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German police arrest man suspected of neo-Nazi hate mail campaign

Police say the suspect had previously been convicted of crimes motivated by right-wing ideology.
Police say the suspect had previously been convicted of crimes motivated by right-wing ideology. Copyright AP Photo/Michael Probst, FILE
Copyright AP Photo/Michael Probst, FILE
By Euronews with AP, AFP
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The letters were allegedly signed with the acronym of a far-right extremist group that was responsible for a string of violent crimes in Germany between 1998 and 2011.


German police have arrested a man on suspicion of sending dozens of threatening letters to politicians, lawyers and journalists.

The letters contained "hateful, insulting and threatening content" and were signed with the acronym of a neo-Nazi group, officials said on Tuesday

A 53-year-old suspect was detained after a search of his apartment in the capital city Berlin, prosecutors said.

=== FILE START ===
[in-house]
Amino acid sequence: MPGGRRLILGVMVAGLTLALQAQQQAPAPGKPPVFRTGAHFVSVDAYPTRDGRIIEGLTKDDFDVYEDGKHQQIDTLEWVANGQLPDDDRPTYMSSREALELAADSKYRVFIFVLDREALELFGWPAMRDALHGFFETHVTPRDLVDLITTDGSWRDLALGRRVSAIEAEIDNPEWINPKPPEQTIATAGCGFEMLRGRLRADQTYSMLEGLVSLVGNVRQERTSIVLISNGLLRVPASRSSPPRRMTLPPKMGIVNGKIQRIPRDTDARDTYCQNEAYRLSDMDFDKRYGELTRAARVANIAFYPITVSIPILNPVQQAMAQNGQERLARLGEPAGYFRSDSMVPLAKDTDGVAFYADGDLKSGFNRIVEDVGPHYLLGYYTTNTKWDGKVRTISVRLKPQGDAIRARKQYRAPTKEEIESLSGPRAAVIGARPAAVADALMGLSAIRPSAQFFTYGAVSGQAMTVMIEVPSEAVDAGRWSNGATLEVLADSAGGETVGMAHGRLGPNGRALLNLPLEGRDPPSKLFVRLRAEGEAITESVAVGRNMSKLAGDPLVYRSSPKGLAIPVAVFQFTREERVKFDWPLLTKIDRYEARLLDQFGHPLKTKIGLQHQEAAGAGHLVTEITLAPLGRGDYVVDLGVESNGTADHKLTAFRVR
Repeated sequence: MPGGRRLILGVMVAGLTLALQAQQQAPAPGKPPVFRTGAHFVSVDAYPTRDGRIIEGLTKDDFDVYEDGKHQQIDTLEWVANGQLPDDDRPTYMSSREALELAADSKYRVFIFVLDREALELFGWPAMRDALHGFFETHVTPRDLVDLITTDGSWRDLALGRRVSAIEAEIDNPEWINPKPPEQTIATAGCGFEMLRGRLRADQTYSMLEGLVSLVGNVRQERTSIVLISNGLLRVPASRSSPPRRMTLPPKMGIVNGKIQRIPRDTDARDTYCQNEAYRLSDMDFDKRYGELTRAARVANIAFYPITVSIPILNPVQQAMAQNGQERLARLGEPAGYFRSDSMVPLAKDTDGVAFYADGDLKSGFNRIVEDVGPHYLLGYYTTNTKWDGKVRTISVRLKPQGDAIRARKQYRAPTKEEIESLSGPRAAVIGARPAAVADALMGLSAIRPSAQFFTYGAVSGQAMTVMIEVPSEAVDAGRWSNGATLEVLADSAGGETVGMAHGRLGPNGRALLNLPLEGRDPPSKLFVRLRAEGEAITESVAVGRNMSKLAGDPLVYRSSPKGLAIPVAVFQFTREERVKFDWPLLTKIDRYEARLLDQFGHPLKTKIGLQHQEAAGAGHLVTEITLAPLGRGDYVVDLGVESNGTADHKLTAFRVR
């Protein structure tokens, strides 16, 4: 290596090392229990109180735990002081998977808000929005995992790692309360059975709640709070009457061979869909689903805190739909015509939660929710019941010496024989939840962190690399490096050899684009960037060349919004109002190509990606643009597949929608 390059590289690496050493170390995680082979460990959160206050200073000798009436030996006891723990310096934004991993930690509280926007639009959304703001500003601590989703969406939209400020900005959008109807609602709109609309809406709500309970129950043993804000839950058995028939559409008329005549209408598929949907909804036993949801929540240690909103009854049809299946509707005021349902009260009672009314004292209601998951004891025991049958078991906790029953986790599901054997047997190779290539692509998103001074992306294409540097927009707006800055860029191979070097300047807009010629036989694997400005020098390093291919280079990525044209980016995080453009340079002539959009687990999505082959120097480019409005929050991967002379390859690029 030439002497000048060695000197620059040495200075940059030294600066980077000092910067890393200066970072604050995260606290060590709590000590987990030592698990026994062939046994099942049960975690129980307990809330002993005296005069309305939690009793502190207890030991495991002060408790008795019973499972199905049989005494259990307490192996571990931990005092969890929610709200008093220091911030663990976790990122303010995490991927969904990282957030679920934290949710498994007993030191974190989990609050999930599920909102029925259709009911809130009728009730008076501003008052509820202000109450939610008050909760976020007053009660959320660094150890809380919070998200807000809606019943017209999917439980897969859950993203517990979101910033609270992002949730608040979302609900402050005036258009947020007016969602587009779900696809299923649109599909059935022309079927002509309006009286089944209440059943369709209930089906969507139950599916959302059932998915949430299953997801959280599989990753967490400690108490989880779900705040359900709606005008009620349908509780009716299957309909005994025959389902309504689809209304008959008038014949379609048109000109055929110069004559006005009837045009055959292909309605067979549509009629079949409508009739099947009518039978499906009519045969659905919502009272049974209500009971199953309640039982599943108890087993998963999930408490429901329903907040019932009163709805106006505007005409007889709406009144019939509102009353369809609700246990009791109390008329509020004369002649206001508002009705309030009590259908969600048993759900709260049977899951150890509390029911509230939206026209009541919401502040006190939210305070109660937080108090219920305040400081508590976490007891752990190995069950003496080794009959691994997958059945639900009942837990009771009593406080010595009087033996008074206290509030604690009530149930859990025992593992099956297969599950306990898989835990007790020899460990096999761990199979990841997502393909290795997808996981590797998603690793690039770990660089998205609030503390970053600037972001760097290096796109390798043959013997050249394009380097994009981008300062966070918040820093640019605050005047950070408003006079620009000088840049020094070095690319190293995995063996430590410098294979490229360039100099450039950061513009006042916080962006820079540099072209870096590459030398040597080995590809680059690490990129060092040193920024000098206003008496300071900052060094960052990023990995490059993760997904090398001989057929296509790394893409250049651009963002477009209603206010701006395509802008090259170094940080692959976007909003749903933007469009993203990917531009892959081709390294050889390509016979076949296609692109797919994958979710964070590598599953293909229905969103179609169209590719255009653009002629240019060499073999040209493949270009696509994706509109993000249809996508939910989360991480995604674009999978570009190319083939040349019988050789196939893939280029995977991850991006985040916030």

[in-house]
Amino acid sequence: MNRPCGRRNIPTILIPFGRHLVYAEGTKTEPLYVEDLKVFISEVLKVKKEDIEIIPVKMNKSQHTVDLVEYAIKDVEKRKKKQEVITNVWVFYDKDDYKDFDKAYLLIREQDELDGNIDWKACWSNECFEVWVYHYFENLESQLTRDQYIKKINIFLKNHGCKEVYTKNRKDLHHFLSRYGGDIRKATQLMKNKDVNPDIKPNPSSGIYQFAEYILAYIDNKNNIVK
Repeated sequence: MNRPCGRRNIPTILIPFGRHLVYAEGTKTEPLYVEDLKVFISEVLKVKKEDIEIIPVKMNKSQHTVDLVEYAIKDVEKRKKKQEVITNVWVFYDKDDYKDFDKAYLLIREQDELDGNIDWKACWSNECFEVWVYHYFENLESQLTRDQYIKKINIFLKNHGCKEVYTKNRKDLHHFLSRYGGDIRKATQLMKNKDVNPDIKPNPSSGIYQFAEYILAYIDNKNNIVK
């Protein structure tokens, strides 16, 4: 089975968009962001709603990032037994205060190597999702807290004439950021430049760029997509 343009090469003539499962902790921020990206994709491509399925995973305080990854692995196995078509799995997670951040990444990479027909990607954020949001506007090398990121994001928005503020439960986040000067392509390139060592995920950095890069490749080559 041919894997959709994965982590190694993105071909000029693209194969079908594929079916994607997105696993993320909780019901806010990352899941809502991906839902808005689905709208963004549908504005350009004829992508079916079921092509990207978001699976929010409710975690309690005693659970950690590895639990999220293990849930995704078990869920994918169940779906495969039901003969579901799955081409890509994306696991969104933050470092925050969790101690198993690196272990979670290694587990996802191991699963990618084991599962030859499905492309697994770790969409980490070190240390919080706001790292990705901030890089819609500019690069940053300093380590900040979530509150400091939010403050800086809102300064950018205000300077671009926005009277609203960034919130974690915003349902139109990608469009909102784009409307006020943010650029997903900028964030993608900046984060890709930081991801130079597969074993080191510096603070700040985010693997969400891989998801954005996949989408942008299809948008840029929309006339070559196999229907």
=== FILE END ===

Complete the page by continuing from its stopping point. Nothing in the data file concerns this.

The unemployed man accused of being behind the campaign has previous convictions for "numerous crimes, including ones motivated by right-wing ideology," prosecutors said.

Police say the suspect had sent almost 100 letters to people and organisations across Germany and Austria since August 2018.

The letters were mainly addressed to public figures known for their commitment against racism and anti-Semitism, as well as to immigrants themselves.

Threats were written under the pseudonym NSU 2.0 - a reference to the far-right National Socialist Underground movement that was responsible for a string of violent crimes and assassinations between 1998 and 2011.

The NSU group was behind the racially motivated killings of nine men with immigrant backgrounds - eight Turks and one Greek - and a policewoman. The main surviving member of the gang was sentenced to life imprisonment in 2018.

German media have reported that investigators think the suspect may have obtained personal data on the people he targeted from official records or Darknet forums.

Security agencies have warned of the growing threat of violent far-right extremism in Germany.

On Tuesday, Interior Minister Horst Seehofer said far-right crime had risen 5.65% in 2020, accounting for more than half of all "politically motivated" offenses.

"This shows again that right-wing extremism is the biggest threat for our country," Seehofer told reporters while announcing the annual statistics.

Anti-Semitic crimes in Germany were also up 15.7% in 2020 compared to 2019 - 94.6% of which were committed by a far-right suspect.

Meanwhile, the country also recorded a 72.4% increase in anti-immigrant crimes, Seehofer added.

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